The Key to Scalability

What it takes to grow past $1 million, $10 million, and even $100 million successfully.

Have you ever thought about what it takes to scale a business beyond $1 million? What about past the 8 or 9 figure range?


If I simply told you the answer to that, you’d probably just say “duh. Of course.”


So instead, let me take you back in time to when I was a young buck on a submarine, and give you a real example.


You might think that running a submarine has nothing to do with running a business, but in this case, you’d be sorely mistaken. In fact, the correlations between the military and efficient business growth are so strong that I wrote an entire book on that subject, All Hands on Deck: How US Navy Submariners Structure, Systemize, and Optimize for Success.

In early 2004 I was stationed on the USS Jefferson City (SSN 759) in Bremerton, WA at the Puget Sound Naval Shipyard. At the time our nuclear power plant was shut down and we had practically the entire boat torn apart down to the foundation. New systems, piping, electrical work, and everything else was being built and added daily.


One such system was our brand-new reverse osmosis system. Exciting, right? 😊


Well, even though reverse osmosis (RO) had been around for decades already, it had never been installed on a submarine. Prior to this, we were turning saltwater (you know, from the ocean) into potable water using our 10k gallon per day steam distilling unit.

All hands on deck

Since submarines only have an endless supply of fresh water when they can make fresh water from the ocean, it’s pretty important that it’s done properly and without fail. Our steam distilling unit was finicky and constantly needed baby sitting and routine maintenance. In fact, on a submarine, sailors didn’t get to enjoy what we called “Hollywood showers” – a shower that would last longer than about 60 seconds of continuously running hot water – simply because our ability to make water couldn’t keep up with the demand if everyone took a nice long shower.


Instead, we would turn the water on, get wet, turn the water off, lather up, then on again and rinse. Done in about 2-3 minutes with around 1 gallon of water total being used. No one liked it, and of course some people would try to skirt the rules, but we had handy ways to stop that in its tracks. 😀


Okay, so back to the RO. We needed a more reliable, consistent system that would take the salinity from the sea out of the water so we could use the fresh water for everything from bathing, cooking, cleaning to refilling our systems and running the steam and reactor systems if needed.


So here we were, the first boat in the entire fleet with an RO unit installed. It was sleek, shiny, pretty, and made of the highest quality lightweight materials you could ask for. And it was designed to generate 12,000 gallons of fresh water per day without fail!


We were excited to say the least.


But there was a catch…it had never been tested in the open ocean!

Virginia Class Submarine

Imagine our apprehension of being responsible for making water for the entire crew and the boat using a system that hand never been tested in the open ocean with hundreds of pounds of seawater as the source!


This is where our training, expertise, and most importantly, the key factor came in to continue proper operations indefinitely.


Once we got out to sea, we had to fire up the unit and begin operations as we’d been instructed in the docks. Unfortunately, temperatures and pressures caused the system to malfunction almost immediately.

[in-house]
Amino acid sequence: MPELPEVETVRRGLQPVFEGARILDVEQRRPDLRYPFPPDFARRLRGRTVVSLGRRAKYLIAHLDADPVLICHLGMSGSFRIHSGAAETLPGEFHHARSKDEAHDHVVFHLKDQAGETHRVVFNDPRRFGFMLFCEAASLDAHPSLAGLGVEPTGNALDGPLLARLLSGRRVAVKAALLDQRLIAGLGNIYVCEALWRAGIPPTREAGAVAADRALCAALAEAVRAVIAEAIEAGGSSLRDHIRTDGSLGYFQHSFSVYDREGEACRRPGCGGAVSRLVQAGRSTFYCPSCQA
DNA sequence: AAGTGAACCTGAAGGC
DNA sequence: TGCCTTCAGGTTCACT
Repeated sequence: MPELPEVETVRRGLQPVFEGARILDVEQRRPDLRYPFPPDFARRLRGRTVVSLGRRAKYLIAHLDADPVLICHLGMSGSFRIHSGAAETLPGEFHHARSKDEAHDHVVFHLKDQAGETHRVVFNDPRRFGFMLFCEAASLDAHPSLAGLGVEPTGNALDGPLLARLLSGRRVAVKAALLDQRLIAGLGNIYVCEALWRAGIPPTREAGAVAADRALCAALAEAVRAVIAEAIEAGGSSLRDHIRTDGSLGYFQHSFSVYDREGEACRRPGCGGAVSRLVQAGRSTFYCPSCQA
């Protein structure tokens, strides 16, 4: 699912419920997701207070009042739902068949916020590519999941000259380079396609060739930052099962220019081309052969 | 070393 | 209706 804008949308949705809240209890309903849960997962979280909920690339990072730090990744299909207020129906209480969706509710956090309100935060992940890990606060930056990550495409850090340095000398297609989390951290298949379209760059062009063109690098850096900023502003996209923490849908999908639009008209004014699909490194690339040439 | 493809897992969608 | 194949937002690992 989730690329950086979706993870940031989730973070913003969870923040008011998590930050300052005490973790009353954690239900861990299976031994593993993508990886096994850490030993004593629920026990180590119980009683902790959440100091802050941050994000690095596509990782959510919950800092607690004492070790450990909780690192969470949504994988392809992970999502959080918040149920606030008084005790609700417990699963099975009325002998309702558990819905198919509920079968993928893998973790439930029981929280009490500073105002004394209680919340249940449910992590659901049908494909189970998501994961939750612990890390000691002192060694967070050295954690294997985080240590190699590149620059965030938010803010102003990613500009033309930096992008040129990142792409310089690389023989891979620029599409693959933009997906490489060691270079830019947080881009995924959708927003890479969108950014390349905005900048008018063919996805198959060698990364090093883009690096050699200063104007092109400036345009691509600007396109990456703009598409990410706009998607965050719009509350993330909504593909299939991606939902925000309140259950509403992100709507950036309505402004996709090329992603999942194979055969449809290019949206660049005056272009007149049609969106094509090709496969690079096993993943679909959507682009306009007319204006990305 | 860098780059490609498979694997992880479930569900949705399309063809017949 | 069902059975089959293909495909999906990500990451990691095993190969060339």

We did what we were trained to do of course – adjust course and improvise!


A little tweak here, an adjustment here, a slower flow rate, etc. and we were in business…


Until the boat went a little deeper.


Another set of tweaks and adjustments and the water started flowing again. Voila!


But then we dove still deeper.


The machine lurched and squealed, the salinity and total dissolved solids were off, and the brine was backed up.


More adjustments needed, and now we had it humming a few hundred feet beneath the surface.


And just when we had it dialed in, up to the surface we started going. Crap!


Back to the first set of adjustments to make the machine hum again.


Okay, we had it all figured out, right?


Nope. Now we went from sub-60-degree inlet temps to seawater temperatures greater than 80 degrees and another set of adjustments were needed!


How could we ever expect a new guy to figure it all out?


Enter the Standard Operating Procedure


Standard operating procedures or (SOPs) are the lifeblood of the nuclear navy. 


They dictate how, when, where, why, and what is done to keep a multi-system, multi-billion-dollar machine in operation thousands of miles from land, hundreds of feet below the surface.


If there’s one thing the Navy’s great at, it’s developing SOPs. This is how a 21-year-old mechanic can run a billion-dollar nuclear power plant without fail.


And it’s also how billion-dollar companies scale up and stay successful, and also why many companies never make it past a few employees.


Standard operating procedures should be used in every aspect of your business and will help new and veteran employees alike operate on the same page in a way that helps your company grow.


Luckily for you, we’ve designed an entire training and system that shows you how to build and deploy SOPs, as well as how to create an eight-figure business by doing so!


If you’d like a free copy of my book, along with our Definitive Guide to Creating Standard Operating Procedures,  simply head over to to get started and download your books today!

All hands on deck

Get a Copy of Jeff Barnes' Book, All Hands on Deck, as well as our Definitive Guide to Standard Operating Procedures!

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